Wednesday , 27 May 2020

Overview on Fermentation technique and its Application towards industry

About author
Rahul K. Godge*, Suhas S. Siddheshwar, Sachin B. Somawanshi, Ramdas T. Dolas, Shashikant R. Pattan
Pravara Rural College of Pharmacy, Pravaranagar, Loni, Maharastra, India
E-mail: rahul_godge@rediffmail.com

Abstract
Fermentation is the process of chemical change caused by organism or their product, usually producing effervescent and heat. It is an ancient process dating back thousands of years. Fermentation derives from the Latin work fever meaning “to ferment.” It was the means by which bread, wine, beer, and cheese were made. The Chinese used micro-organisms in the production of yogurt, cheese, wine, vinegar, and different types of sauces. It is a powerful economic incentive for semi-industrialized countries, in their willingness to produce bio-ethanol.
Key words: Fermentation, Downstream processing, Industrial application
Introduction
Fermentation is the process of chemical change caused by organism or their product, usually producing effervescent and heat. Microbiologist considers fermentation as, any process for production of product by means of culture of micro-organism. Biochemist consider fermentation as, an energy generating process in which organic compound act both electron donor and acceptor; hence fermentation is an anaerobic process where energy produced without the participation of oxygen or other inorganic acceptor. Fermentation is process by which the living cell is able to obtain energy through the breakdown of glucose and other simple sugar molecules. Fermentation can be defined as the breakdown or catabolism of organic compounds by micro-organisms under both aerobic and anaerobic conditions. This breakdown yields end products. Fermentation can help generate ATP from glucose by substrate-level phosphorylation as long as there is a supply of NAD+ to accept electrons.
If the NAD+ pool is exhausted, glycolysis shuts down.
Under aerobic conditions, NADH transfers its electrons to the electron transfer chain, recycling NAD+.
Under anaerobic conditions, various fermentation pathways generate ATP by glycolysis and recycle NAD+ by transferring electrons from NADH to pyruvate or derivatives of pyruvate.
History
Fermentation is an ancient process dating back thousands of years .The term “fermentation” derives from the Latin work fevere meaning “to ferment.” It was the means by which bread, wine, beer, and cheese were made. Egyptians found that uncooked dough left standing became lighter and softer. They and the Romans discovered that yeast produced lighter and leavened bread. Around 4000 BC wine was made from grape juice through a fermentation process. Beer making by the ancients came about by the soaking of barley in water, probably a serendipitous by-product of bread making. The Chinese used micro-organisms in the production of yogurt, cheese, wine, vinegar, and different types of sauces. Cheese was made by storing milk in animal skins or bladders made from animal stomachs. The bacteria and enzymes present in these containers would cause separation of casein (milk protein) to form curd. Fermented rice, vegetables, and fruits were extensively used by Ecuadorians. Not until the work of Louis Pasteur in the late 19century was it understood how the process, which to that point was based on experience and tacit knowledge, actually worked. Antony van Leeuwenhoek, a Dutch biologist in 1680 was the first to see micro-organisms in samples of fermenting beer through a microscope. Pasteur, a French chemist, discovered that yeasts convert sugars to alcohol and carbon dioxide during fermentation. Fermentation is the process by which alcoholic beverages or acidic dairy products (cheeses, yogurt) are manufactured. It is a way for a cell to obtain energy without using oxygen. During the process, complex organic substances are broken down into simpler ones. The cell (microbial or animal) obtains energy through glycolysis– the splitting of a sugar molecule to extract its electrons. The by-product of this process is excreted from the cell in the form of substances such as alcohol, lactic acid, and acetone. With advances in the science of microbiology and technologies like biotechnology, micro-organisms are exploited to produce a wide variety of products using fermentation. These include:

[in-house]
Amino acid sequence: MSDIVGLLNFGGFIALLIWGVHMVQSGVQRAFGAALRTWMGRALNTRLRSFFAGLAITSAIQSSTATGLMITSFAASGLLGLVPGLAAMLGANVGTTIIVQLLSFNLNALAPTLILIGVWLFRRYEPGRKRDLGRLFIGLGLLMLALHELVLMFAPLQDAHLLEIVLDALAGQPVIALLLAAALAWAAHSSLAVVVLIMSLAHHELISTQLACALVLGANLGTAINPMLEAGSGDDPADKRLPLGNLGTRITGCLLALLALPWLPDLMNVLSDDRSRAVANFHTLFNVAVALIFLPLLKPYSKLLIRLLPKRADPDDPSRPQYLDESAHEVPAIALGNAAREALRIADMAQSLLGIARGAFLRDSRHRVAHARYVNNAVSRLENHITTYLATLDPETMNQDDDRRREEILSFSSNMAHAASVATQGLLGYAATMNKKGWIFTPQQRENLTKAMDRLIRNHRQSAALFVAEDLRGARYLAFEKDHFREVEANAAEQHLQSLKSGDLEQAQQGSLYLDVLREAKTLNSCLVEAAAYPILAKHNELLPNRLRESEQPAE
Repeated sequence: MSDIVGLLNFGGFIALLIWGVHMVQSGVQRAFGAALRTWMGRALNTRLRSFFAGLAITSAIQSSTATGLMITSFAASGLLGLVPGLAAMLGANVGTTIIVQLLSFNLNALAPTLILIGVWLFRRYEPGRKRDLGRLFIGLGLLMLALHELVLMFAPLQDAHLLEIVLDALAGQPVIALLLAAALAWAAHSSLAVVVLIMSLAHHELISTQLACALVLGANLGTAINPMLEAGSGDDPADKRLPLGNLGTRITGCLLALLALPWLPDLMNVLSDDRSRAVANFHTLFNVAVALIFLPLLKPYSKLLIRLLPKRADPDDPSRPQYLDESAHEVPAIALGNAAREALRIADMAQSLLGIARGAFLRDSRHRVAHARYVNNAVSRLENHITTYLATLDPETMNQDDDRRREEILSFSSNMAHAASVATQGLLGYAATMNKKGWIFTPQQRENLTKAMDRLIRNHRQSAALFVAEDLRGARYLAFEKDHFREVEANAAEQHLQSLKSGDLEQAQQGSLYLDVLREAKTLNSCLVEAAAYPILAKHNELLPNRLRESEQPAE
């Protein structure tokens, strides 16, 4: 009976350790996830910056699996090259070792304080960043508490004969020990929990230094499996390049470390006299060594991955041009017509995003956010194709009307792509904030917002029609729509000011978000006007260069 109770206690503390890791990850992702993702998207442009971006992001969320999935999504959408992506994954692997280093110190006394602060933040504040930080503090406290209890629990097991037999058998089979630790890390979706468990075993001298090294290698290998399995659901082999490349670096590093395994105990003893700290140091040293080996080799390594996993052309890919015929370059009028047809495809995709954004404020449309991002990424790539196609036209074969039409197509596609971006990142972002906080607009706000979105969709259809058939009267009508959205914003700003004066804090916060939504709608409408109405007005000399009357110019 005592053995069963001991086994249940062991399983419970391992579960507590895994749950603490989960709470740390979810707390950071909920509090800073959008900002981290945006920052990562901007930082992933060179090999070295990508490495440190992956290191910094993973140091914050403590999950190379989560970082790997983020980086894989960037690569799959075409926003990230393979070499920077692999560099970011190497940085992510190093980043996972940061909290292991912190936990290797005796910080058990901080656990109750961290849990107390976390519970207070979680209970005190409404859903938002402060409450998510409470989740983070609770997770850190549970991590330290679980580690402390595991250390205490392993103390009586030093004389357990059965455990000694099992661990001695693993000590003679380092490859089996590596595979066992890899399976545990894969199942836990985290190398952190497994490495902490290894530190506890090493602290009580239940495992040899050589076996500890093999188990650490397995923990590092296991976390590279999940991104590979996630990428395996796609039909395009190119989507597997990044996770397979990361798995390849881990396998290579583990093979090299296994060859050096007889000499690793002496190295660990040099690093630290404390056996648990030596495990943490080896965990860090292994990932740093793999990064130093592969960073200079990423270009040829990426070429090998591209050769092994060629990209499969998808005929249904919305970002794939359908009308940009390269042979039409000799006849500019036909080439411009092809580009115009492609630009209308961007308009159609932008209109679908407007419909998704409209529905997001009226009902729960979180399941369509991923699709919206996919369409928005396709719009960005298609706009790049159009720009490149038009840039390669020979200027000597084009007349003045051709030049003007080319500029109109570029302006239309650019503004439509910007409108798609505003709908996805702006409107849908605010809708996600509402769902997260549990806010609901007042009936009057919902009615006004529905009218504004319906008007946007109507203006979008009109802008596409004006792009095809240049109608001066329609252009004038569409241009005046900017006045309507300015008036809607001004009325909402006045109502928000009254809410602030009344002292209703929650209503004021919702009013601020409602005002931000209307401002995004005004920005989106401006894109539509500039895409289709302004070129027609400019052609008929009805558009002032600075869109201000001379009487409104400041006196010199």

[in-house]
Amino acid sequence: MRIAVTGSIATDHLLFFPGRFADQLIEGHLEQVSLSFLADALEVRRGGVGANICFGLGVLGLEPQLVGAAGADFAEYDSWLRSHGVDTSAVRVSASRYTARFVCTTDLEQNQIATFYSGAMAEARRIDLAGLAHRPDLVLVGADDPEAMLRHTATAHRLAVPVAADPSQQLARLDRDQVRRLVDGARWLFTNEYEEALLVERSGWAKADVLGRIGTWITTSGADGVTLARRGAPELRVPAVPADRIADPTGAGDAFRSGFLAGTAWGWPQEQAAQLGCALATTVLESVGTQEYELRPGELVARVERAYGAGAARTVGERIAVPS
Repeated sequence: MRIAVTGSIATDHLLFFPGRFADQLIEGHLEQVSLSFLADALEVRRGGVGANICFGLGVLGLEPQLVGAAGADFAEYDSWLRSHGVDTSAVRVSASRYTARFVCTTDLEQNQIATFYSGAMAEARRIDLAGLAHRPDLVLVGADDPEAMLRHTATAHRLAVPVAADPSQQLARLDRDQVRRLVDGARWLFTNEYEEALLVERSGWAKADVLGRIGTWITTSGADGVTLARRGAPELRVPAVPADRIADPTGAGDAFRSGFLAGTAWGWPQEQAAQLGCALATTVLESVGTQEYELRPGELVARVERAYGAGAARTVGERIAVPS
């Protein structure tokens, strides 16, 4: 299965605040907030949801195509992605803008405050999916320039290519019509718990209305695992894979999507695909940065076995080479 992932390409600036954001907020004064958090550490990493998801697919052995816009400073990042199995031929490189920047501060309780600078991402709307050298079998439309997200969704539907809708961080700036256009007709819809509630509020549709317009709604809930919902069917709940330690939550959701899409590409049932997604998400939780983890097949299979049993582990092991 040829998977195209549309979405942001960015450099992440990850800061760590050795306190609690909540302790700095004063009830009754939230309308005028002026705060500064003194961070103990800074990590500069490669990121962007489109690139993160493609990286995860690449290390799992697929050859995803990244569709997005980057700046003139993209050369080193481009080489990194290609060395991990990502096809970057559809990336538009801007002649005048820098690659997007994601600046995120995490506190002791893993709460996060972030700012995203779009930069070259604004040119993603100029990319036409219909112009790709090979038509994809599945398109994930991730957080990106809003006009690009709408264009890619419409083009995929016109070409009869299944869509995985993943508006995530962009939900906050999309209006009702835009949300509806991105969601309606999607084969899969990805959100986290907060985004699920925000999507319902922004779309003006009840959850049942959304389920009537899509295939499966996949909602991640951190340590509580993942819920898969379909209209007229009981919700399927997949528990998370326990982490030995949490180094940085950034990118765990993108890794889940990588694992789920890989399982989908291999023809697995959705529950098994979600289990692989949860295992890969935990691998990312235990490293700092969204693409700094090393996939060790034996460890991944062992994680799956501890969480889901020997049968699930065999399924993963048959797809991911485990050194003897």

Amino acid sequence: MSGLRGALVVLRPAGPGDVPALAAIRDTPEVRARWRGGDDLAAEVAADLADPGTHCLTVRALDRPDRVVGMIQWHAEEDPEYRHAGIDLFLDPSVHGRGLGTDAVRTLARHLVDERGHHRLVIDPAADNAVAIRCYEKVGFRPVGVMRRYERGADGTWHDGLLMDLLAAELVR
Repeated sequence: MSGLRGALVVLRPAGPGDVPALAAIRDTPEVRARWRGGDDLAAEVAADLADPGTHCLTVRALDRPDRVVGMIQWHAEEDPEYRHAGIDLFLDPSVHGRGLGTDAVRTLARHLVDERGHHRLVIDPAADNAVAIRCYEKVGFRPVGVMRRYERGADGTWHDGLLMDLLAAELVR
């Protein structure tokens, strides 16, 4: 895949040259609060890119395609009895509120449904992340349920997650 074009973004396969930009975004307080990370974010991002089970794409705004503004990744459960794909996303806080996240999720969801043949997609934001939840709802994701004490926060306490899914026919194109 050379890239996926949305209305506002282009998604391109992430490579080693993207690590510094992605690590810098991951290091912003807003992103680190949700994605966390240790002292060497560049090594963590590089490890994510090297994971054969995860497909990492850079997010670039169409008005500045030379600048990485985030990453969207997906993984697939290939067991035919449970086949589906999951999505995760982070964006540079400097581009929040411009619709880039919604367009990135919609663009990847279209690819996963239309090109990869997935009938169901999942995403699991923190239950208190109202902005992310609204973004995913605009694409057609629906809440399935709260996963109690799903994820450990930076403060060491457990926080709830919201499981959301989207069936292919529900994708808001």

1. Dairy products– Cheese, yogurt
2. Beverages– Beer, wine
3. Single Cell Proteins (SCP) – SCP are a cell monoculture of bacteria, fungi, and algae. Since the cells contain large amounts of protein, SCP is used as food or food supplement for humans and cattle. It is regarded as a cheap source of dietary protein and is produced from methanol and by-products of cheese production and paper making.
4. Antibiotics– Antibiotics are one of the most important compounds produced by fermentation. Alexander Fleming in 1929 was the first to discover “penicillin”, an antibiotic. Large numbers of antibiotics are being produced now by fermentation using various bacteria and fungi.

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